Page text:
Arizona State Representative Paul Mosley told the Parker Justice Court Thursday that he intends to take the misdemeanor excessive speed case resulting from his now infamous traffic stop to trial.
Mosley’s attorney David Stringer, one of his fellow legislators, told the court he thinks the matter is more complex than a simple excessive speed case. Cochise County Attorney Brian McIntyre, who has decided to pursue the case against Mosley, agreed with Stringer on the point.
“There is a somewhat unusual issue in this otherwise very simple case of excessive speeding,” McIntyre told Judge Charlene Weiss. “The issue relates to Mr. Mosley’s status as a state legislator.”
Mosley, who sat silently next to Stringer during the short proceeding, had bragged to a cop about speeding when he was pulled over doing 97 mph early this year, citing his legislative immunity as a state representative. Parker Live was first to report the incident back in July, after filing a public records request for the deputy’s body camera recording. Mosley was not cited immediately for the incident, but, after reviewing the case, McIntyre charged him with the criminal speeding.
Stringer told the court that they would need several more weeks to prepare for a motions hearing.
“The facts of the traffic stop and the allegation of speeding are not really in contest here,” he said. “What is at issue are some frankly rather novel issues, the issues of first impression regarding the parameters and scope of legislative immunity, there’s a separation of powers issue, there’s a [inaudible] prosecution, and these are issues of constitutional convention that need to be litigated.”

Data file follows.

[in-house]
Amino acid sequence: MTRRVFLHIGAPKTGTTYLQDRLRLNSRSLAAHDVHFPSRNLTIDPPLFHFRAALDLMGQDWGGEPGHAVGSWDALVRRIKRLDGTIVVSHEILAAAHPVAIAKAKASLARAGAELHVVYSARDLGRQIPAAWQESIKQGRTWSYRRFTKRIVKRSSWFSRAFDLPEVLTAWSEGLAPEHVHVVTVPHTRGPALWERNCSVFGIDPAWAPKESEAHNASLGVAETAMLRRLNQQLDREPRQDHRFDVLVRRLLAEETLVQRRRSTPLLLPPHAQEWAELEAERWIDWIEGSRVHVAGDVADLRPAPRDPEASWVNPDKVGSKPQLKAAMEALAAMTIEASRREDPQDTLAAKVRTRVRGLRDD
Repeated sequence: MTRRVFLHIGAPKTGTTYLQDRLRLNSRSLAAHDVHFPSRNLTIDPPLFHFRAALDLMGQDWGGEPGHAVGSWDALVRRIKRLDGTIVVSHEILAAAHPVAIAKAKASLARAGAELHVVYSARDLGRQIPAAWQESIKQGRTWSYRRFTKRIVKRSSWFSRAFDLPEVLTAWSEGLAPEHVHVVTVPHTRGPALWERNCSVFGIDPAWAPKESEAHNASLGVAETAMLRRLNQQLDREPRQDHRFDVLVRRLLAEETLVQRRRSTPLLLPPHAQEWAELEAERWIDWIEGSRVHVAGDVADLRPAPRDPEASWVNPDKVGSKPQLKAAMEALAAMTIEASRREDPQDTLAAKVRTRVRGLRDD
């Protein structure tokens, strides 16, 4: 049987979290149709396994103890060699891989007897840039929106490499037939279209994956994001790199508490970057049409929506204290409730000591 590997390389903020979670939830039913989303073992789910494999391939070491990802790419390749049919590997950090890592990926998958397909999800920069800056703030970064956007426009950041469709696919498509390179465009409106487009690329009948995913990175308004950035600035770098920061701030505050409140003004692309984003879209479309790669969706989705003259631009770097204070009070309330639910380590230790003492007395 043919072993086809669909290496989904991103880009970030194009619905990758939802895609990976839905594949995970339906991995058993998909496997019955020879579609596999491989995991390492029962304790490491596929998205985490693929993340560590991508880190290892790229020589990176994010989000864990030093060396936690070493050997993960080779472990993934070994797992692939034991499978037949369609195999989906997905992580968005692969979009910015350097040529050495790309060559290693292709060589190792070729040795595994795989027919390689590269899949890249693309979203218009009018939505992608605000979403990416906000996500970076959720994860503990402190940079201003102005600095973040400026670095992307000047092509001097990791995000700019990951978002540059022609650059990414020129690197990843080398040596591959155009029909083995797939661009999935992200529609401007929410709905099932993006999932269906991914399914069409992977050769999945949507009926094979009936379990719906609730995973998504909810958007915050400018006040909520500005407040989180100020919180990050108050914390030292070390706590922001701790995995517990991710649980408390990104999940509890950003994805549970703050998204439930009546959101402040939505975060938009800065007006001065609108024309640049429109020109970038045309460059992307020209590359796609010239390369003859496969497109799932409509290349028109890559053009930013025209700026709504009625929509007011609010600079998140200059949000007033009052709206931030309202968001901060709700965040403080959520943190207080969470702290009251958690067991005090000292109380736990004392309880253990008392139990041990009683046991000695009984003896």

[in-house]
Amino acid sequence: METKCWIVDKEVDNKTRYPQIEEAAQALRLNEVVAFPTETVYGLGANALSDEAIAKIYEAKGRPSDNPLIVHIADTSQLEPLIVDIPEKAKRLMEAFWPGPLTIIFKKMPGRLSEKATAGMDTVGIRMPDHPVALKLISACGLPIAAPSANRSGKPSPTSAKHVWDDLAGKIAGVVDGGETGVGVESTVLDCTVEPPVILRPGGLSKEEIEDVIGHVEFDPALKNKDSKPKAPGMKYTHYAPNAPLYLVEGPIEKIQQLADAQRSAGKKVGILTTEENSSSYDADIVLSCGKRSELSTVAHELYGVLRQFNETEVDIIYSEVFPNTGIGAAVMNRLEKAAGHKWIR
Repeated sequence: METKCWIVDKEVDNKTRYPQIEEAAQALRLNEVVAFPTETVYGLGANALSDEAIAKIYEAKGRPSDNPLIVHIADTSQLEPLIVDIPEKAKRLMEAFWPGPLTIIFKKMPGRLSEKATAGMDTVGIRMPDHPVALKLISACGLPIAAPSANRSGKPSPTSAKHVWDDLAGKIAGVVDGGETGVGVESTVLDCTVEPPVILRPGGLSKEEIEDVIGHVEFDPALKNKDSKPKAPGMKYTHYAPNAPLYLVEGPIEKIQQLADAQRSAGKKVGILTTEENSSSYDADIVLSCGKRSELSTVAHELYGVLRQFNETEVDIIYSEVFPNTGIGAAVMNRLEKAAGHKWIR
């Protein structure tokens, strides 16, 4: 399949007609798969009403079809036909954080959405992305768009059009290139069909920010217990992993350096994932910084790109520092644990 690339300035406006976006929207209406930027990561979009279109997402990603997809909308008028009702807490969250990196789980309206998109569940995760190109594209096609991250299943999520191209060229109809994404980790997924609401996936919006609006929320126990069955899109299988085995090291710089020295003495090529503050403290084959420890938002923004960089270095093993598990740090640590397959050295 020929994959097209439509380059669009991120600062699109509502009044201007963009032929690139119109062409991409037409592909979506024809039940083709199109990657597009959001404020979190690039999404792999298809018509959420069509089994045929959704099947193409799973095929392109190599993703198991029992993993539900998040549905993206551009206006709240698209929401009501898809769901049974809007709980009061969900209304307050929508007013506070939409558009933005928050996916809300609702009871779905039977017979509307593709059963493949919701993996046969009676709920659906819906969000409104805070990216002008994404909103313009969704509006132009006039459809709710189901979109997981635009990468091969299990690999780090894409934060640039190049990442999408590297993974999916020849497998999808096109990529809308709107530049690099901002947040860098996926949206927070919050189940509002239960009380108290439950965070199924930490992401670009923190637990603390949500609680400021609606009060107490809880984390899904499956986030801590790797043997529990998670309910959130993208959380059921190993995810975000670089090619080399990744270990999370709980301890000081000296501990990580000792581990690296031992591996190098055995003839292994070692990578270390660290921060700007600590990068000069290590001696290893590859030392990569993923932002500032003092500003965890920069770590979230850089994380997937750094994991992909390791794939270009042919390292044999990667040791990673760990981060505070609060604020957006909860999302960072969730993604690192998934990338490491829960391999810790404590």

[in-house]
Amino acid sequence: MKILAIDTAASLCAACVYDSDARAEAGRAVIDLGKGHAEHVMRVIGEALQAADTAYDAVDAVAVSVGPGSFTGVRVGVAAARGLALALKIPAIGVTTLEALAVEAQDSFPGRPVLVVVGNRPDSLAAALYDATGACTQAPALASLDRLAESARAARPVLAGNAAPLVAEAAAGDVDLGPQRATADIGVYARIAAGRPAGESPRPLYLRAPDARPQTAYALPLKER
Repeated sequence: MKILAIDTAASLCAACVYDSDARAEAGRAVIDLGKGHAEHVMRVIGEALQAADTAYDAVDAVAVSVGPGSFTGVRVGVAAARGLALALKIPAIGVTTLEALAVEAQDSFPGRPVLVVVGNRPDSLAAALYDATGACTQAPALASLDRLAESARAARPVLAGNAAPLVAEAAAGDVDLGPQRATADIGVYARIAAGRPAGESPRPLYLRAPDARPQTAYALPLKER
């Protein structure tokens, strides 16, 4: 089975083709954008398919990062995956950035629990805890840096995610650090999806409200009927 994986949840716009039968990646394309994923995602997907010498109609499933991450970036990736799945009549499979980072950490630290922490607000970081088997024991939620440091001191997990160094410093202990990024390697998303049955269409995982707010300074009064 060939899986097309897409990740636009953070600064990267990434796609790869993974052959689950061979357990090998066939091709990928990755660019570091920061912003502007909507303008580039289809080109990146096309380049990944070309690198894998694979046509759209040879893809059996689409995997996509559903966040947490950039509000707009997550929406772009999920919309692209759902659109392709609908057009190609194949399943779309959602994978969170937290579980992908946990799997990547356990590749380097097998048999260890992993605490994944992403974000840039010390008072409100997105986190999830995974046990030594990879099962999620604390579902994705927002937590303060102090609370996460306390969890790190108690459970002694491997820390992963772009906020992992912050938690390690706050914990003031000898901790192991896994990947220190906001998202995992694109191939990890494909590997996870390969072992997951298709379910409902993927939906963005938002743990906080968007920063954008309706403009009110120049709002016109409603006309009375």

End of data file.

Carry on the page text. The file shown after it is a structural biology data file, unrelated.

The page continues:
Major news outlets across the nation and the world reported the story, broadcasting the video of Mosley bragging to a La Paz County Sheriff’s deputy that he drives at up to 140 mph. Mosley’s troubles continued when reports then surfaced describing his having made sexist comments. One such account came from a Lake Havasu City businesswoman, who said Mosley’s conversations with her daughter had led to her withdrawing her support of him as a candidate. The women was later charged with having removed Mosley’s election signs. Mosley lost his re-election bid in November.
Stringer told the court that he and McIntyre have been communicating about the issues involved in the case, and a hearing was set for early February.